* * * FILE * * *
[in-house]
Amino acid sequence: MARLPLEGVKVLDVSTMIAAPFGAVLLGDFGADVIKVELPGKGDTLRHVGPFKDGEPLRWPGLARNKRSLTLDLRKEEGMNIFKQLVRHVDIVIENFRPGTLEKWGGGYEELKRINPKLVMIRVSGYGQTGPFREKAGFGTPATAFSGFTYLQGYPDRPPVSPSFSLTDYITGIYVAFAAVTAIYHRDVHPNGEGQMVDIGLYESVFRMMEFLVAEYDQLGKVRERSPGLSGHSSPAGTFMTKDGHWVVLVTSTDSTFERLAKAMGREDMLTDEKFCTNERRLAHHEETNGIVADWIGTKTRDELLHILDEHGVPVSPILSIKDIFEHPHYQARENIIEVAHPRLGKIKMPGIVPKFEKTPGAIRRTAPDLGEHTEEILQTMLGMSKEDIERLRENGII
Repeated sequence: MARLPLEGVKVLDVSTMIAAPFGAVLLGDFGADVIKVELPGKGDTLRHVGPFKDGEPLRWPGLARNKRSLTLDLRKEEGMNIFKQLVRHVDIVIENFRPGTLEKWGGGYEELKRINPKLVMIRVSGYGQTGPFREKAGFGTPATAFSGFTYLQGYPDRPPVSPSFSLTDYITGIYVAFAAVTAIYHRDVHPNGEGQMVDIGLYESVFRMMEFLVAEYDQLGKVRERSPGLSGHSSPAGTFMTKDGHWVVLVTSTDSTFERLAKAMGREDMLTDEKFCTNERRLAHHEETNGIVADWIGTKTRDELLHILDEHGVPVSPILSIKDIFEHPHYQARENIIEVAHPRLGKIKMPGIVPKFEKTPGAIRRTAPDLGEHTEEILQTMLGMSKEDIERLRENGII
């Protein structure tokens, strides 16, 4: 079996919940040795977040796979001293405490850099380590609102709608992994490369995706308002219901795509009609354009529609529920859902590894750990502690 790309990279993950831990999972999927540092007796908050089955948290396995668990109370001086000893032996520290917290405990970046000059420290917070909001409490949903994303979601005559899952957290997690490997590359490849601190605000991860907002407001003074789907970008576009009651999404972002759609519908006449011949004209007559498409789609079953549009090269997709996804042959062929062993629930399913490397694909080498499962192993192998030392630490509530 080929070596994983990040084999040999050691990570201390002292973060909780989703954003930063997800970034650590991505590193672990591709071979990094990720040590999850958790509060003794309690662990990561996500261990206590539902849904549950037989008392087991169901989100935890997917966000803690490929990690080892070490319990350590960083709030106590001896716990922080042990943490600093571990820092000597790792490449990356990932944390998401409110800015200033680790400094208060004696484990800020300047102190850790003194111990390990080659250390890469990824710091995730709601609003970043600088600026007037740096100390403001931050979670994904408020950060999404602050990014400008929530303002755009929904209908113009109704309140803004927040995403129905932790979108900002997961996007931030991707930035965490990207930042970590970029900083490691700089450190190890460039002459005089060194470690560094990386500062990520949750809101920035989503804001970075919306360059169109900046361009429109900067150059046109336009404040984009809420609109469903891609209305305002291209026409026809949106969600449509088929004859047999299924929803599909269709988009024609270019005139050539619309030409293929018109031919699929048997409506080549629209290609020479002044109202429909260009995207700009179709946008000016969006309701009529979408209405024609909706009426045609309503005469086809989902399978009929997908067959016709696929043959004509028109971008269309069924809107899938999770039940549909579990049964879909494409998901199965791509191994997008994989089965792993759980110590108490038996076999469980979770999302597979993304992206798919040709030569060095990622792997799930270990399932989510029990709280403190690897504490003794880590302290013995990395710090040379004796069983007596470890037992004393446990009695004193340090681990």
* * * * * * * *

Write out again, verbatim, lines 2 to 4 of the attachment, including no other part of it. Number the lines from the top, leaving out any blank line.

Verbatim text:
Amino acid sequence: MARLPLEGVKVLDVSTMIAAPFGAVLLGDFGADVIKVELPGKGDTLRHVGPFKDGEPLRWPGLARNKRSLTLDLRKEEGMNIFKQLVRHVDIVIENFRPGTLEKWGGGYEELKRINPKLVMIRVSGYGQTGPFREKAGFGTPATAFSGFTYLQGYPDRPPVSPSFSLTDYITGIYVAFAAVTAIYHRDVHPNGEGQMVDIGLYESVFRMMEFLVAEYDQLGKVRERSPGLSGHSSPAGTFMTKDGHWVVLVTSTDSTFERLAKAMGREDMLTDEKFCTNERRLAHHEETNGIVADWIGTKTRDELLHILDEHGVPVSPILSIKDIFEHPHYQARENIIEVAHPRLGKIKMPGIVPKFEKTPGAIRRTAPDLGEHTEEILQTMLGMSKEDIERLRENGII
Repeated sequence: MARLPLEGVKVLDVSTMIAAPFGAVLLGDFGADVIKVELPGKGDTLRHVGPFKDGEPLRWPGLARNKRSLTLDLRKEEGMNIFKQLVRHVDIVIENFRPGTLEKWGGGYEELKRINPKLVMIRVSGYGQTGPFREKAGFGTPATAFSGFTYLQGYPDRPPVSPSFSLTDYITGIYVAFAAVTAIYHRDVHPNGEGQMVDIGLYESVFRMMEFLVAEYDQLGKVRERSPGLSGHSSPAGTFMTKDGHWVVLVTSTDSTFERLAKAMGREDMLTDEKFCTNERRLAHHEETNGIVADWIGTKTRDELLHILDEHGVPVSPILSIKDIFEHPHYQARENIIEVAHPRLGKIKMPGIVPKFEKTPGAIRRTAPDLGEHTEEILQTMLGMSKEDIERLRENGII
């Protein structure tokens, strides 16, 4: 079996919940040795977040796979001293405490850099380590609102709608992994490369995706308002219901795509009609354009529609529920859902590894750990502690 790309990279993950831990999972999927540092007796908050089955948290396995668990109370001086000893032996520290917290405990970046000059420290917070909001409490949903994303979601005559899952957290997690490997590359490849601190605000991860907002407001003074789907970008576009009651999404972002759609519908006449011949004209007559498409789609079953549009090269997709996804042959062929062993629930399913490397694909080498499962192993192998030392630490509530 080929070596994983990040084999040999050691990570201390002292973060909780989703954003930063997800970034650590991505590193672990591709071979990094990720040590999850958790509060003794309690662990990561996500261990206590539902849904549950037989008392087991169901989100935890997917966000803690490929990690080892070490319990350590960083709030106590001896716990922080042990943490600093571990820092000597790792490449990356990932944390998401409110800015200033680790400094208060004696484990800020300047102190850790003194111990390990080659250390890469990824710091995730709601609003970043600088600026007037740096100390403001931050979670994904408020950060999404602050990014400008929530303002755009929904209908113009109704309140803004927040995403129905932790979108900002997961996007931030991707930035965490990207930042970590970029900083490691700089450190190890460039002459005089060194470690560094990386500062990520949750809101920035989503804001970075919306360059169109900046361009429109900067150059046109336009404040984009809420609109469903891609209305305002291209026409026809949106969600449509088929004859047999299924929803599909269709988009024609270019005139050539619309030409293929018109031919699929048997409506080549629209290609020479002044109202429909260009995207700009179709946008000016969006309701009529979408209405024609909706009426045609309503005469086809989902399978009929997908067959016709696929043959004509028109971008269309069924809107899938999770039940549909579990049964879909494409998901199965791509191994997008994989089965792993759980110590108490038996076999469980979770999302597979993304992206798919040709030569060095990622792997799930270990399932989510029990709280403190690897504490003794880590302290013995990395710090040379004796069983007596470890037992004393446990009695004193340090681990």